Wednesday, December 20, 2006

Transparency and Building Democratic Community


The following was inspired by a recent comment on a another blog :

You know the expression “if you’re not part of the solution, you’re part of the problem”?

Well, why don’t we ask our students to help with some of the problems we’re having? They are part of the problem, right? Perhaps they could provide solutions. They are, after all, the consumers. Don’t we want their input? Isn’t it their school? We may have more at stake since some of us will be in the building longer than the kids, and we may have more to offer in the way of experience. But…I can’t help but think that if transparency and building community are part of our vision (distributive leadership), we need to invite all voices to be heard.

What we share on these blogs are, in a sense, our educational philosophies. If we don’t want students to see what we write, maybe we need to rethink what we write. Or, to take it one step further, maybe we need to rethink what we think. For a school that’s all about teaching and learning, we have a lot to learn. I remember being really impressed by Woolsey’s comment that everyday he is the teacher and the student. We need to keep those words in mind. The blog should be open to all members of the QHST community, all of its stakeholders.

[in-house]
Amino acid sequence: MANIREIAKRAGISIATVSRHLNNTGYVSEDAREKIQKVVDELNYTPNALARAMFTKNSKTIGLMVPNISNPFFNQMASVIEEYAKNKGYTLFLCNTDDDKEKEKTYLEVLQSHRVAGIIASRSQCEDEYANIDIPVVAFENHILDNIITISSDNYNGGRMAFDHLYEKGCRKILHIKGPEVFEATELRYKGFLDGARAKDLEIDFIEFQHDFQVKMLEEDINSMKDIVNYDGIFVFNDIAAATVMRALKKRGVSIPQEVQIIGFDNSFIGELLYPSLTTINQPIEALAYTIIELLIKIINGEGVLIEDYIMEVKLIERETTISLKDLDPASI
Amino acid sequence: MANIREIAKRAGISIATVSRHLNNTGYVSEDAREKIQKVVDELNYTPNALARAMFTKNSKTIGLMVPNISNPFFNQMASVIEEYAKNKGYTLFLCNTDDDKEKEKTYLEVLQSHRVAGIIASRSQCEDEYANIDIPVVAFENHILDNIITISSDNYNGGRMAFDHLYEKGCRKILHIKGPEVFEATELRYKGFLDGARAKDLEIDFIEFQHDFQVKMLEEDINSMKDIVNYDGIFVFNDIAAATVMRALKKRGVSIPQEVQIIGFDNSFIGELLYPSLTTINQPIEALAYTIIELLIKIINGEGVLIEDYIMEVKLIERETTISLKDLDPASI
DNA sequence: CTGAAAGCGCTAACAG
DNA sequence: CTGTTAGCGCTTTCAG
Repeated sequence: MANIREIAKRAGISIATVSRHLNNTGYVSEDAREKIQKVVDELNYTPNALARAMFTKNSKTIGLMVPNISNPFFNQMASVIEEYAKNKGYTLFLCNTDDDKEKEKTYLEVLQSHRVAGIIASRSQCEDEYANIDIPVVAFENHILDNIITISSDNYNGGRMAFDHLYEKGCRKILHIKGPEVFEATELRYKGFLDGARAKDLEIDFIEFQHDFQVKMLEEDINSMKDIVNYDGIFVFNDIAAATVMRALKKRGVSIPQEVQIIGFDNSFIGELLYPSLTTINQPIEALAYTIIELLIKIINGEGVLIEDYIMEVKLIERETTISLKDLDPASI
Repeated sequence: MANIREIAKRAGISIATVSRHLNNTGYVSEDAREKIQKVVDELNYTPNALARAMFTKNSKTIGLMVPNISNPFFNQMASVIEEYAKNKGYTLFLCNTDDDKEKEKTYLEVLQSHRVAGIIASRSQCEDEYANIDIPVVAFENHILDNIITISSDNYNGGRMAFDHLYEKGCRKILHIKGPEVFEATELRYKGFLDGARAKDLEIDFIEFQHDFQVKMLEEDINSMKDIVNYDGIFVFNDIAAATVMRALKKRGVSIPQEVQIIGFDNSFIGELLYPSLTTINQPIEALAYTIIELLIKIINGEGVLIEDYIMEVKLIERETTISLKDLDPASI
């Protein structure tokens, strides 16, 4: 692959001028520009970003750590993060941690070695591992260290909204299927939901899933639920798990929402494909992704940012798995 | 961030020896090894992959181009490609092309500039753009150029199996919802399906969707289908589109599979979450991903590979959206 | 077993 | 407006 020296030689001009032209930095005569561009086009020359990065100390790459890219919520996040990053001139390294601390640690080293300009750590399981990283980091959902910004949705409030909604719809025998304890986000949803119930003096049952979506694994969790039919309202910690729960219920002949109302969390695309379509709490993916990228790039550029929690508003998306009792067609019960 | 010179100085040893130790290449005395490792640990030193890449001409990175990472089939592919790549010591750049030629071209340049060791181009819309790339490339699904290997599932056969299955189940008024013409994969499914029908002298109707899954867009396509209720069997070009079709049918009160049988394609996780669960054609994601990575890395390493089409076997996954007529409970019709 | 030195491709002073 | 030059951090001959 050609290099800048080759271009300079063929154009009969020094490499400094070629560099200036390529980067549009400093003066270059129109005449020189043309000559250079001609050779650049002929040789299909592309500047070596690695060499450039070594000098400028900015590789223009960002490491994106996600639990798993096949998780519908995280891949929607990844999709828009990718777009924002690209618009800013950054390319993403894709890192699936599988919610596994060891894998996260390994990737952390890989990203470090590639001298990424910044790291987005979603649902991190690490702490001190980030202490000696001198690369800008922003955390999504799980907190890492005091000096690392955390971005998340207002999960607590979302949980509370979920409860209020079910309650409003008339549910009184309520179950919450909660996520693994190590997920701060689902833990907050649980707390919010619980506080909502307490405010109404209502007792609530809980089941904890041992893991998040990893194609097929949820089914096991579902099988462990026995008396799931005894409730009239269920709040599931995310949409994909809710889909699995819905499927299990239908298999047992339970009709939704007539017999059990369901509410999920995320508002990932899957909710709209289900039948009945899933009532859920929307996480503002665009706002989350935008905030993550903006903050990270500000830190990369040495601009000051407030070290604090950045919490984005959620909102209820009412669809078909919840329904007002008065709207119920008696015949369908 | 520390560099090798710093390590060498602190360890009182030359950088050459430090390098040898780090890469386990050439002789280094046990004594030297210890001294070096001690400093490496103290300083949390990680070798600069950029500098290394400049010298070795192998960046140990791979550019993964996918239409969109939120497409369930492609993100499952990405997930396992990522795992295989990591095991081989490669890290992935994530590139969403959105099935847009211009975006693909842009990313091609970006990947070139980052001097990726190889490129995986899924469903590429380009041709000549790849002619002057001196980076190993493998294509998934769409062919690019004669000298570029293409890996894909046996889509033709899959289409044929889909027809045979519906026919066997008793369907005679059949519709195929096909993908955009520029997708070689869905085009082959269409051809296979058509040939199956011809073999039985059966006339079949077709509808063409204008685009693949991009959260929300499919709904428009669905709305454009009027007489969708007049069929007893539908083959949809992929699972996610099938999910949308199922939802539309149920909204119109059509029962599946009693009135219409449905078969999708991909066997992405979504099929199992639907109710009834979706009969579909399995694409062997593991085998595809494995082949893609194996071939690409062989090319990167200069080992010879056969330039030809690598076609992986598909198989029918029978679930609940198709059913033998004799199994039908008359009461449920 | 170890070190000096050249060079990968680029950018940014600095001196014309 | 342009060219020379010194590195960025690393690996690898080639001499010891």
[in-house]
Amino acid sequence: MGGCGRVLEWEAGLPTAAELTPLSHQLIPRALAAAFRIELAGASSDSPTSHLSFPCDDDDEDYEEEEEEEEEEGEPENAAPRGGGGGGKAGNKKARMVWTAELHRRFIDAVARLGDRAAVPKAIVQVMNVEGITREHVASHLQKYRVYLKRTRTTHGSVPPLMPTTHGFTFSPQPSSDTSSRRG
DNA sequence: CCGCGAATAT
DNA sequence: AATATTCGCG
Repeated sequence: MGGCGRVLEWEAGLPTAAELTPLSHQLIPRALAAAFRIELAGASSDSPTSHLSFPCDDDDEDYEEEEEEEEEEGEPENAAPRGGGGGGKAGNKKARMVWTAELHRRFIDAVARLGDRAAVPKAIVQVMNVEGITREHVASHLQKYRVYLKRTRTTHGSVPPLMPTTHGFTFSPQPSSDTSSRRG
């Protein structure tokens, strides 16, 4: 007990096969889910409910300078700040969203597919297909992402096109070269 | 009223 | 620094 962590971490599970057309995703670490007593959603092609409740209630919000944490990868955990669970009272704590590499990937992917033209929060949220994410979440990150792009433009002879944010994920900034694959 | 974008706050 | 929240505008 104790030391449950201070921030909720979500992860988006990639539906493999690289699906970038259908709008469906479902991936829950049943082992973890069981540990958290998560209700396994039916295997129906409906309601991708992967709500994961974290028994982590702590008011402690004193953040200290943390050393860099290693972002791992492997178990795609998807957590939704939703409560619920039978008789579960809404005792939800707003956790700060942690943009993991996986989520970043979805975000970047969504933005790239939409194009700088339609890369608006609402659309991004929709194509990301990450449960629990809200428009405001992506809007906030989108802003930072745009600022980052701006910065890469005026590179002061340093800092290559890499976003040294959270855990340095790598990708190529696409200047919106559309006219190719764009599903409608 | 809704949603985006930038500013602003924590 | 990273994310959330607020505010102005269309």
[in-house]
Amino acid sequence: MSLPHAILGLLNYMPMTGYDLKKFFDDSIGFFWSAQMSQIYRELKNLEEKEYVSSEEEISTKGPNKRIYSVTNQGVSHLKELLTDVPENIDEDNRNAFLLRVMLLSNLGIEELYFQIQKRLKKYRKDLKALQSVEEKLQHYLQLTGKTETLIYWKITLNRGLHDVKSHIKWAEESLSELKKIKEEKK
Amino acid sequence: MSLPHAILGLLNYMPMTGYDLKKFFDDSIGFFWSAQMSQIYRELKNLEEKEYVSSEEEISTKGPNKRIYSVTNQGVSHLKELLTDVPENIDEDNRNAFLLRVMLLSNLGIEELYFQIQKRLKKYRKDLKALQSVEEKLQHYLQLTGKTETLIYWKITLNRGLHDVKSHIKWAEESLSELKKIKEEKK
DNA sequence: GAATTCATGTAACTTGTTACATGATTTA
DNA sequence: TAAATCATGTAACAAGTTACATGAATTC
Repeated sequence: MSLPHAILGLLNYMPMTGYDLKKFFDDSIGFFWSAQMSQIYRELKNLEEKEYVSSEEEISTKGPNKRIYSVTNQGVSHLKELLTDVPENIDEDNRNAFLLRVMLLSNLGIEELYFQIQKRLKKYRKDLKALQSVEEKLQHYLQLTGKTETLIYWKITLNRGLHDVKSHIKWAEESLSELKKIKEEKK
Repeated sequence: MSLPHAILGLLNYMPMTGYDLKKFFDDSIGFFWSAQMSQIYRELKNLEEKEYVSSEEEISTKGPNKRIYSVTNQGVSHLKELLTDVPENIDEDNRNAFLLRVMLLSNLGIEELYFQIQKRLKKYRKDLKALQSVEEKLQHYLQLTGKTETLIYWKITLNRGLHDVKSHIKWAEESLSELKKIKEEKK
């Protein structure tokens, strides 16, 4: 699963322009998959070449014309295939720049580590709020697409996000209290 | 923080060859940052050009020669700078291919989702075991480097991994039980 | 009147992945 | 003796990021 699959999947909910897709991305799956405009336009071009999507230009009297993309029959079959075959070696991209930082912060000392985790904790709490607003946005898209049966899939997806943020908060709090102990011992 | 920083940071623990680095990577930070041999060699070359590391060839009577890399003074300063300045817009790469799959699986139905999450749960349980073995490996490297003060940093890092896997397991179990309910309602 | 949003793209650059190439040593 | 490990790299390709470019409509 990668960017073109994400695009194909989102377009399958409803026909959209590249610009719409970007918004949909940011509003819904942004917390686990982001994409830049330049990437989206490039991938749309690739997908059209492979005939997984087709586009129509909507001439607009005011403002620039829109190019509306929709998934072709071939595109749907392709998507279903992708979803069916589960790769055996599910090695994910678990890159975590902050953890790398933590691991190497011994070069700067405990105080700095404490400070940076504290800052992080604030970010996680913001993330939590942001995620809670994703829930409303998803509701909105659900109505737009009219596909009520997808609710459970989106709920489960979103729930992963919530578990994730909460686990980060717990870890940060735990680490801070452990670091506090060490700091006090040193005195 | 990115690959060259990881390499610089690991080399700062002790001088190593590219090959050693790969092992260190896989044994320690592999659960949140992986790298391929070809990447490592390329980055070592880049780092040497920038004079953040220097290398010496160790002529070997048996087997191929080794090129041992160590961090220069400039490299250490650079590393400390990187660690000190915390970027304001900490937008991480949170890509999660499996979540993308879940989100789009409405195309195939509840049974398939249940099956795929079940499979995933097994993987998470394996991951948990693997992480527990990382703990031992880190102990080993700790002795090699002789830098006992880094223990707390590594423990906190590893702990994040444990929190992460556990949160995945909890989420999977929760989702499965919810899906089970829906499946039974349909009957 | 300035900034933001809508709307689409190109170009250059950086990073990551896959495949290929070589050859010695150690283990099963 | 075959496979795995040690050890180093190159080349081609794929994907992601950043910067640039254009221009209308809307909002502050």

3 comments:

Superfly said...

Love you. Love this post. However, I think that students in the school need to be more aware of its philosophies and such before being involved in making decisions and changes regarding its future. TI should be a mandatory part of the QHST curriculum and, even if it's not, every student should be reading the concept paper (like the teachers did before they were hired and the students in TI do when creating model schools). I know a great deal of the students, right now, would try to make changes they think would benefit them, but would probably turn out to be detrimental to both them and the school. I agree that we are in need of more transparency and allowing students more say, but I fear what we would do once we had it. The voices of all community members (the greater QHST community) need to be heard and taken into account at all times. However, I think that a lot of the students need to be more willing to make a strengthened commitment to their education before we can have the ideal (my ideal, anyway) degree of transparency an equality in which the students take on an equal part in the teaching and teachers take an equal part in the learning.

Ms. Mayo said...

Joanna,

I don't think that opening up the conversation to students means allowing for some kind of takeover. It doesn't mean that if kids don't like DEAR we'll let them scrap it from the program. Including them implies that they would need to be more aware of the theory behind the practice.

And I agree with you that kids should read the concept paper.

Lori

Superfly said...

But shouldn't "including them" also give them an equal voice in decision making? The students are the majority and in a truly democratic environment...